On and on, ever turning and turning, and sliding up and down the hills of Meghalaya, we pedal to the East. Towards the state of Manipur, burning in the flames of a revolt. Behind us, in front of us, side by side with us Tata trucks roar they way from the coal mines, huge, rubbed, all heavily loaded with coal. “Give way, you little nuisances!” they horn to us huskily. When tired of climbing up the hills, Roma and Gleb speed up and clutch at the frame of the nearest truck. Tata usually doesn’t like this, but the driver sticks out of the window, looking back at them, smiling and absolutely nonchalant about the road safety.
As it gets darker, the traffic remains as dense, but our bikes become almost invisible for the huge trucks. We have to stop somewhere as soon as possible, unless somebody knoks us down. The problem is, there is not a smallest spot along the road, where we could place a tent – there would always be a village, a coal mine or a truck stop. So the five of us – Roma, two Glebs, Natasha and myself – get together by a tea stall in the middle of a big village, we order coffee and try to be as charming as possible to everyone passing by. The crowd around us soon gets thick, and we treat them to coffee also. The girl, making coffee should be glad – she never had so many customers, but… “No, you can’t stay here overnight!” – she slams the shutters of the stall in response to our most charming smiles and a polite question. The crowd is looking at us with all its hundred eyes, drinks the coffee, knods understandingly, but keeps its hospitable proposals to itself. Suddenly, there’s a voice coming from the side of the square, above the crowd of heads: “Hey! Do you remember me??” We do not see a thing in the coming darkness, but Roma shouts in response – “Sure we do!” A man fights his way to us through the crowded square: “It’s Zed! Hi, guys!”.
We hop on the bikes and follow Zed in the absolute darkness to a place which would turn out to be a most charming village house.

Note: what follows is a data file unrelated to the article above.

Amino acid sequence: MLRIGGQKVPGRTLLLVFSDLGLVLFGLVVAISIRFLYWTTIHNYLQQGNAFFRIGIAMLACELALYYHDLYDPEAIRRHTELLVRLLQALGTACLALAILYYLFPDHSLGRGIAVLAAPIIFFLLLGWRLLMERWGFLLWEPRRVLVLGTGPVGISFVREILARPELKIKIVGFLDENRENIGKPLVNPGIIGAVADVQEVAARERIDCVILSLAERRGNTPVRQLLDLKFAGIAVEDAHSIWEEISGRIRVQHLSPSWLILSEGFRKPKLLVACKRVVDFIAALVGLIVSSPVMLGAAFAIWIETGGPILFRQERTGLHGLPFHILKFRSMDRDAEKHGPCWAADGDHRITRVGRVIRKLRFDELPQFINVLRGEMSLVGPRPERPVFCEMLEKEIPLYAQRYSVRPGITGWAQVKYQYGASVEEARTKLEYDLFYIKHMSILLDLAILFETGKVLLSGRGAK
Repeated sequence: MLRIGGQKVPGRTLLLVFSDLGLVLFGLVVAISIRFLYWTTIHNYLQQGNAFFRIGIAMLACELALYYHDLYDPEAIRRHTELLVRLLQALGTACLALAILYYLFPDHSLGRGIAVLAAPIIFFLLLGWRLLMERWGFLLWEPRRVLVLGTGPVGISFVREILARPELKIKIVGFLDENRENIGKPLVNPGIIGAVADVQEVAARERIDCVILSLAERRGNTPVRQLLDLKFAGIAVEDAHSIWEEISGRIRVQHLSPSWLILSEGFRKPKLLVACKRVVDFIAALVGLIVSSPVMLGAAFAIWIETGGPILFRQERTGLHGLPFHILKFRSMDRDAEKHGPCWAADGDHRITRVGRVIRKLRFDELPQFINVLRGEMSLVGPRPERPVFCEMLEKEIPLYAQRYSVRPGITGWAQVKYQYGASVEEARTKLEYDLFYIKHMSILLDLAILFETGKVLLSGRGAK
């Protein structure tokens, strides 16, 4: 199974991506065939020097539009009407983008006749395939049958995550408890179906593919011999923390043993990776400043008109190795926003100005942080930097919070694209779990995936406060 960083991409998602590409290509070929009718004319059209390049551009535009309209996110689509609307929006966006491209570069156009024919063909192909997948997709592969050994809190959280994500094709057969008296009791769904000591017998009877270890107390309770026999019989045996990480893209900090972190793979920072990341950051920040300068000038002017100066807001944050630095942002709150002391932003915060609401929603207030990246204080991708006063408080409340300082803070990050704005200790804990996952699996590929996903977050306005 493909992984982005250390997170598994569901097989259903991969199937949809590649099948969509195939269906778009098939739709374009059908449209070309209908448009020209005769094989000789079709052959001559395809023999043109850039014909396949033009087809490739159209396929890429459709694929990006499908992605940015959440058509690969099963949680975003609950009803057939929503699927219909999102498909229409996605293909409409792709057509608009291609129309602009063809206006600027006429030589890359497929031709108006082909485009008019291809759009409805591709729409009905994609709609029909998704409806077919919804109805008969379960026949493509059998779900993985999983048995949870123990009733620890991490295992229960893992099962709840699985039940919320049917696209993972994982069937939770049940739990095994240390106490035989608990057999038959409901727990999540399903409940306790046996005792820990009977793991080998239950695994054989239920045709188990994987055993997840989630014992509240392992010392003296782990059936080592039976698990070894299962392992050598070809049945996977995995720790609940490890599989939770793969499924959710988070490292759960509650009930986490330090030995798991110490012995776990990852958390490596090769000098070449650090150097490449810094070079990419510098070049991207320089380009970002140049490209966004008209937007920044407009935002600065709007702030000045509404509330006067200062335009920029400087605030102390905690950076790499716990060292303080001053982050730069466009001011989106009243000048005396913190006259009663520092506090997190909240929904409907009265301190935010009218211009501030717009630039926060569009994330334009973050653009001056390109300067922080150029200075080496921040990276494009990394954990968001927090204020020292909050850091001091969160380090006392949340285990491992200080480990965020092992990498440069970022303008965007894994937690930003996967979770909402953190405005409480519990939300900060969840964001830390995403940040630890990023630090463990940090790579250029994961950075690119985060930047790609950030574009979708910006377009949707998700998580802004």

A motor vehicle mechanic in his heart, an accomplished master in tuning sport motorbikes, Zed has to work as an odd-hand. Few people in Meghalaya have sportbikes, and almost none of them know what is tuning. We are hosted by Zed’s mother, a tiny lady, tight as a string, with clear eyes and a serene smile. Our morale was already down by that time, and here we got warm hearth, most nice dinner we ever had in India… We were conquered!
Laundrywomen at the stream near Zed’s village. Traditionally the laundry is done without any detergents, just beating the clothes against the rocks. It helps the laundry to become clean. But it also helps it to wear out very soon.
There we had chance to see and use in real life the exhibits of the khasi houseware, proudly shown in the museum in Shillong, got acquainted to the jovial people of Meghalaya. Hours of stories: how the qwai appeared (qwai is how the Khasi name paan) and how the Khasi alphabet was created (by father Jones, a presbyterian priest), and how the local rice is grown. One of the stories was about Tlu Tuting – a cave nearby.
“It’s a deep and strange cave. Some dogs fell in there and we heard them barkign from deep beneath, and once some people tried to hide a dead body over there. The body was retrieved, but nobody ever riched the bottom”.
By a quirck of fate we have much caving experience. Moreover, we had the gear with us. There was no other way, but to get there.
Next morning a big group set out for the cave – the five of us, Zed, his nephew with a wonderful name Whyme and about a dozen of onlookers. Whyme was showing me the way and telling what we see around: “This is the house of my brother. This is the fence of my brother. This is the field of my brother. These are two piles of coal, the bigger is the one where people were burnt, the smaller – where kids were burnt. This one is just a trash pile”. I hesitated sometime to ask about the burnt people. Then I asked. “Of course, the dead people!”.
The whole group stopped suddenly, as if they run onto an invisible wall. Zed came up and stared at something on the path. I didn’t see anything special, neither did my friends. But all the Khasis became strangely serious and looked at Zed. He was angry and said: “You see – it’s magic”. He pointed to a small indiscernible symbol in a shape of letter “C”.
“Just step on – and you’ll get deadly sick” he reassured. I tried to explain delicately, that this is all bullshit and such a sign could be found on any path. At this Whyme appeared silently from the bushed and pulled Zed at the sleeve. In the bush we discovered a hay woodoo doll, dressed in rags.
Another object on the trail was a ring made of bamboo.
“Witches”, Zed shrugged his shoulders. “They still practice their craft here. You have to be very carefull, as you walk along the trails here”.
Other guys told us of the person, living in the nearby village, who can talk to the souls of the dead.
To be continued…